Elizabeth Ciobanu has put together a great blog post on the use and first impressions of the DJI Inspire by filmmaker Gary Yost. It gives an overview and insight of someone new to the drone technology and how they use the system, its strengths, and short comings in their film making.
What are the benefits of using a drone as opposed to a helicopter?
Flexibility, flexibility, flexibility. First, and foremost… You can choose your weather conditions! Scheduling heli time always happens in advance, and if the weather isn’t right you’re pretty much stuck with what you get. Most of my work involves shooting weather that’s dramatic and you’ll see that used to great effect in the Chalk Mountain piece. Helicopters are very flight-limited in foggy/cloudy weather and we could only shoot on bright, sunny (boring) days. Being able to fly in moody weather is a huge benefit! Of course cost is another major benefit, and finally adaptability. With a drone you can slow way down, relax and think carefully about what you’re doing. Footage can be played back in the field, and shots can be attempted over and over until you’re confident that you have what you need. With a helicopter, good luck (unless you have unlimited budget).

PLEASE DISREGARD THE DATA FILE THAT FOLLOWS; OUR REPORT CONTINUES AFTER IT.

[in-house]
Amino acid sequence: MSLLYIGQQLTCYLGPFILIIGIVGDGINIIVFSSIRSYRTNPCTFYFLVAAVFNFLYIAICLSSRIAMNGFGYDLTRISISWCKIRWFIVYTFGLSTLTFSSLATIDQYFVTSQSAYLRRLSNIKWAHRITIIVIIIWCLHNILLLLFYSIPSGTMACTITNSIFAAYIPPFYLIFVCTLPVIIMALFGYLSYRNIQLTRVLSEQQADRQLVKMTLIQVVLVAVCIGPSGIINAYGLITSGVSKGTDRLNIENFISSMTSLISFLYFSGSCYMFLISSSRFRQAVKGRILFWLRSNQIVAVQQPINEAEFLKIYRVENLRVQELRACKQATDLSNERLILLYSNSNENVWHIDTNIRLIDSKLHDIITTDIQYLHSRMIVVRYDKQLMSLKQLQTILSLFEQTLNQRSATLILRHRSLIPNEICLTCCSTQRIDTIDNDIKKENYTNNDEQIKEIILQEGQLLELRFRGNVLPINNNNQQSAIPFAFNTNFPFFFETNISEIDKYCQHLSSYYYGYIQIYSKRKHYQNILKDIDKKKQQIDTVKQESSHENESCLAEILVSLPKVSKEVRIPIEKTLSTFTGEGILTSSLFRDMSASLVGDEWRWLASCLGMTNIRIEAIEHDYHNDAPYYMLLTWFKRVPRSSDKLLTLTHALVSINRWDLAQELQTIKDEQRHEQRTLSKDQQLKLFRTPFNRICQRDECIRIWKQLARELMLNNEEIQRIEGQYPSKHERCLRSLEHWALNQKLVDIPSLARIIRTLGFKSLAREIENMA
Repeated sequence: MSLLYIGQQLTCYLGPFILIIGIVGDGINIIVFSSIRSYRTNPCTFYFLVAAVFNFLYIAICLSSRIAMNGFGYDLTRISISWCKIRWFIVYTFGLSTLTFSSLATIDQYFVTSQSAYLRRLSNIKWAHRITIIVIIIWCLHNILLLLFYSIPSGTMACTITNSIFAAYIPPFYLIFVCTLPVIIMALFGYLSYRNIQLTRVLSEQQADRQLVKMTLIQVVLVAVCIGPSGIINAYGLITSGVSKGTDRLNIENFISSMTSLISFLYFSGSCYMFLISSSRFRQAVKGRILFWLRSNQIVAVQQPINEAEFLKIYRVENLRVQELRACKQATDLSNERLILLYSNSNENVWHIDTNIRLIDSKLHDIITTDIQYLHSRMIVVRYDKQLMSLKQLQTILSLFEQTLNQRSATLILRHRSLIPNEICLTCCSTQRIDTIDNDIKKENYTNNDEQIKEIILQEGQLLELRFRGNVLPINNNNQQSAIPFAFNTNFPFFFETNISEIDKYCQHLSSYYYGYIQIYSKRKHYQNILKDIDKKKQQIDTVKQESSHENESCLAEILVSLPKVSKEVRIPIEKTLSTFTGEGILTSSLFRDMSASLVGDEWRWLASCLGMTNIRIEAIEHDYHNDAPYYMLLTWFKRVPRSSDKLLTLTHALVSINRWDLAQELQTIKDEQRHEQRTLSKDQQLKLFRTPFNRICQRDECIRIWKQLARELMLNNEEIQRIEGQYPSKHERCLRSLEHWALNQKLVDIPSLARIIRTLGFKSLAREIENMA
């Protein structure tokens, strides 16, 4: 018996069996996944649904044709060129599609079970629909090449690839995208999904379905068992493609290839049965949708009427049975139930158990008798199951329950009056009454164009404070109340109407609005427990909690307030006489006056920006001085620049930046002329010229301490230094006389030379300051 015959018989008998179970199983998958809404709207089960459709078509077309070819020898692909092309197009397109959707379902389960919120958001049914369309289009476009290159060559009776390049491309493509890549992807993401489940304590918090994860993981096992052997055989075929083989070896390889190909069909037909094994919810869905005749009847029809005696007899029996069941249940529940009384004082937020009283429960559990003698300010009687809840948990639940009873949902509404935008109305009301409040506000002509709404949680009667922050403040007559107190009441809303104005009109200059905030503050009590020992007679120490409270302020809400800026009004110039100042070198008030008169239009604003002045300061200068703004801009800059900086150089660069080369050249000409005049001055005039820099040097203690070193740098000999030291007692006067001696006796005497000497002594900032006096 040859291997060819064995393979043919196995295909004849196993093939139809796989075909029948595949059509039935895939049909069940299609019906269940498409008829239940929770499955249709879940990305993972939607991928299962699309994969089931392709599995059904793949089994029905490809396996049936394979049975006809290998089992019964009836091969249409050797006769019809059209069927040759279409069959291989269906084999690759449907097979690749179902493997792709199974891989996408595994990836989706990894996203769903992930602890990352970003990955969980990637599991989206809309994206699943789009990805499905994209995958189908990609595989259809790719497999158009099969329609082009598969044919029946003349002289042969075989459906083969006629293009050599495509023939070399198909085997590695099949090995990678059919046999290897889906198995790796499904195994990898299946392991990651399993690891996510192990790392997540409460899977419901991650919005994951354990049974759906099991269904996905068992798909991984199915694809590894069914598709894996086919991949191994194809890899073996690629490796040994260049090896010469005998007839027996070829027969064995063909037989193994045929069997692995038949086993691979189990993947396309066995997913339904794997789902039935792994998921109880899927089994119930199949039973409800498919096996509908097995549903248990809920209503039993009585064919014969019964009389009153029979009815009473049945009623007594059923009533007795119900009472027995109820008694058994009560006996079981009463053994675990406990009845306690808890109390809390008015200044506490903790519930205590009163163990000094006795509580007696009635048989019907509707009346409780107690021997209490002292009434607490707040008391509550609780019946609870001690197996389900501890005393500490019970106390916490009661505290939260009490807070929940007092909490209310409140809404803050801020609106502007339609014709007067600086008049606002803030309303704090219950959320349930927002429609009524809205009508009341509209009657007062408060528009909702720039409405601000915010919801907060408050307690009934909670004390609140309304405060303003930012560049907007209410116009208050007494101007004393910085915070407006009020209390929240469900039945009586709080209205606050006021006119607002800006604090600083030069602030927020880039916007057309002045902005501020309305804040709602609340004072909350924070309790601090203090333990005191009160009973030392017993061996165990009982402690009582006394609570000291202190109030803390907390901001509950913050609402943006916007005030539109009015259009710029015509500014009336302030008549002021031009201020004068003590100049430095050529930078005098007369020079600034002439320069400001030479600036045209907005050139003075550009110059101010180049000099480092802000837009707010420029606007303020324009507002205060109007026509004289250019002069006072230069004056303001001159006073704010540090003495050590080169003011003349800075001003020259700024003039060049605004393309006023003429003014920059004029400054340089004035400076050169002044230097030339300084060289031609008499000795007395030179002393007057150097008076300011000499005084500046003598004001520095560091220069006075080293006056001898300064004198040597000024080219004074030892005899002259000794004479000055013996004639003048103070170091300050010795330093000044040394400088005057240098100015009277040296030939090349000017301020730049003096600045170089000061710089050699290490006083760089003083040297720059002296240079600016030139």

What type of camera are you using with your drone?
The Inspire 1 uses the same Sony Exmoor sensor that’s in the GoPro Hero4, which is reasonable enough to get started with but there are issues (which is normal for a first release of a new tech). The 60Mbps data rate is too low for 4K, exhibiting more compression artifacts than I’d like to see. The sharpening algorithm DJI is using now is too heavy-handed at the default value of 0, but way too soft at -1. The craft ships with a moderate (about 2-stops) ND filter, but that’s nowhere near enough to keep the shutter speeds to 180-degrees, usually optimally at 1/50-1/100th of a second. This makes rolling shutter artifacts much worse than they should be, but thankfully the gimbal does such a great job that this has only been a nuisance.